In the comments of last week’s post, I realized a series of disappointing projects may have made me reticent about really devoting myself to any new ideas for fear of that same disappointment. I also resolved to use the space here to sort through the ideas for pieces I do have, to see if I can’t pick one to actually see through. These ideas range pretty wildly in terms of personal investment required (both time and money), as well as effort I’ve already put into them. I like these ideas, but pretty much all of them have some big hitch that has kept me from just diving in.
The idea: Two performers sit on stage. Each holds a box. Each box contains a cricket. The piece is simply listening to the polyrhythms created by the cricket chirps as they are influenced by the body temperatures of the performers. (for a more detailed explanation, see this post)
Why I like it: It’s a simple piece that draws our attention to simple musical and biological phenomena. Everyone responds well to this idea when I explain it, but I think it also operates in this bizarre head-space as far as actual performance goes. Who are the performers here? The crickets? The people holding the boxes? The piece simply exploits natural phenomena the crickets and humans involved have no control over.
Why I haven’t finished it: I think my main reason is that I have no performance lined up for the piece. I like the idea of having these boxes at the ready, but motivating myself to fabricate them has been difficult without a deadline looming. I think I’m also a little worried that the performance wouldn’t really work. Uncooperative crickets have the power to make any performance just two people sitting there, and I’m a little worried that the jostling of being carried on stage might be enough to keep them quiet. I’d hate to put the time into manufacturing these boxes if the piece turns out to be impossible to perform.
The Singing Box
The idea: Basically, a geodesic dome covering a speaker. Each triangle of the dome has a pipe sticking out of it, and each pipe is a different length. The speaker would generate a dense chord or even white noise, but the pipes would reinforce specific overtones within that sound. As you move around the piece, you hear different overtones being reinforced by the different tubes.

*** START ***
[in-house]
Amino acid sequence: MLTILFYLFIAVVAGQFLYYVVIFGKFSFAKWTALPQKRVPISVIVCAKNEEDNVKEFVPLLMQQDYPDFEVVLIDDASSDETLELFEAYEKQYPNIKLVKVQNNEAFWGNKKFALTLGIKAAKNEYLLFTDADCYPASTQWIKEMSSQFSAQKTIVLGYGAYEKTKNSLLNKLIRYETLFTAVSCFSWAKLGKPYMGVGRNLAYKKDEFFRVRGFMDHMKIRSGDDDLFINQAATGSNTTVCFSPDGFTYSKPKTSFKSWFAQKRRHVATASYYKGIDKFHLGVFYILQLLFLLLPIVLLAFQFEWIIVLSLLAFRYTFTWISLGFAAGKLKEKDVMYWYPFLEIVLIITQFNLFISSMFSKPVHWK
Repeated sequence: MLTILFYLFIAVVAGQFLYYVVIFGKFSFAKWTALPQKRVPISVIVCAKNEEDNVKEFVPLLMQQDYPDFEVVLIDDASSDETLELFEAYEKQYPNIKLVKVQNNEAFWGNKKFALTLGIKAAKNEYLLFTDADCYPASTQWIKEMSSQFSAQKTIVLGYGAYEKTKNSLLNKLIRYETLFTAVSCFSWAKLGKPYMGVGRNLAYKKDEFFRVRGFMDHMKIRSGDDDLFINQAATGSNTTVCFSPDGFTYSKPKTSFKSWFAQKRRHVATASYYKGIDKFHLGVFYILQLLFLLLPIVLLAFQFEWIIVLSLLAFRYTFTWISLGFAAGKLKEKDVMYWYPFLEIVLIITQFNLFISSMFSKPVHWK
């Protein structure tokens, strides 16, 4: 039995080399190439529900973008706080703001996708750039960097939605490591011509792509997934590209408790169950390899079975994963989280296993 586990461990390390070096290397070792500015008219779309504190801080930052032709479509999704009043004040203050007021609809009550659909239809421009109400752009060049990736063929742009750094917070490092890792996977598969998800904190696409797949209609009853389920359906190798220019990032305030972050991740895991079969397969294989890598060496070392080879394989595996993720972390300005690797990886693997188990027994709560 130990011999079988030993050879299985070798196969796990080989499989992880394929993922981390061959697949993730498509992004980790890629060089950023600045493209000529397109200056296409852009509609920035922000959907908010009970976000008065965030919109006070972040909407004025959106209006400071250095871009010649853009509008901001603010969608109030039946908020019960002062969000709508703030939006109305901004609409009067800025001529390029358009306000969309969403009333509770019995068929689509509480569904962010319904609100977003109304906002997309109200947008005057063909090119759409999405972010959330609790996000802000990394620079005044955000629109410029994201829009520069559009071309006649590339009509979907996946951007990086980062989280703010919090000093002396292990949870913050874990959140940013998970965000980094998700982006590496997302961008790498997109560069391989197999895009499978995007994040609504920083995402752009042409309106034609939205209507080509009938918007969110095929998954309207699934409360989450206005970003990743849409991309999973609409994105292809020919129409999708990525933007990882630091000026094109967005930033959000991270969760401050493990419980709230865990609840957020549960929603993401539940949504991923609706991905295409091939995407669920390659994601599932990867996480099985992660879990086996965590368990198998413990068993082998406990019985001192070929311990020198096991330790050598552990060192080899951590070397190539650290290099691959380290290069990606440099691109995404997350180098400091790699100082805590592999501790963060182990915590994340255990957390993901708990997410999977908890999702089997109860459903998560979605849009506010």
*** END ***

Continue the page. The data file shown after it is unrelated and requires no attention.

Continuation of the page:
Why I like it: The simplicity of this idea appeals to me. It is a static sculpture, but thinking about it as a piece of music draws attention to the temporal aspect of observing a sculpture. As you move around the piece, it becomes interactive, changing specifically to when and where you move. Each person will have a slightly different experience when they observe it. I also think it could look really handsome.
Why I haven’t finished it: Geodesic domes are complicated. Completing this project will require a significant time investment. Generally, time isn’t an issue, but I’m not even sure this concept will work. I’d hate to put all those hours in only to find that the piece really is static, and that it doesn’t matter how you move. Additionally, I have no idea how or where I could display a piece like this.
Cross-Stitched Flute Piece
The idea: A short piece written for solo flute (or flute duet) is cross-stitched into one (or two) very long piece(s) of cloth, like a ribbon. In performance, these ribbons would be laid over furniture, landscapes, plants, etc, and the flautists must follow the ribbon as they read from it.
Why I like it: One of the things I’m really interested in is score preparation, and specifically making the score a work of art in and of itself. This piece does that beautifully, making the format of the score a vital aspect of the performance, requiring interaction between the performer and the performance space, which makes for unique performance experiences.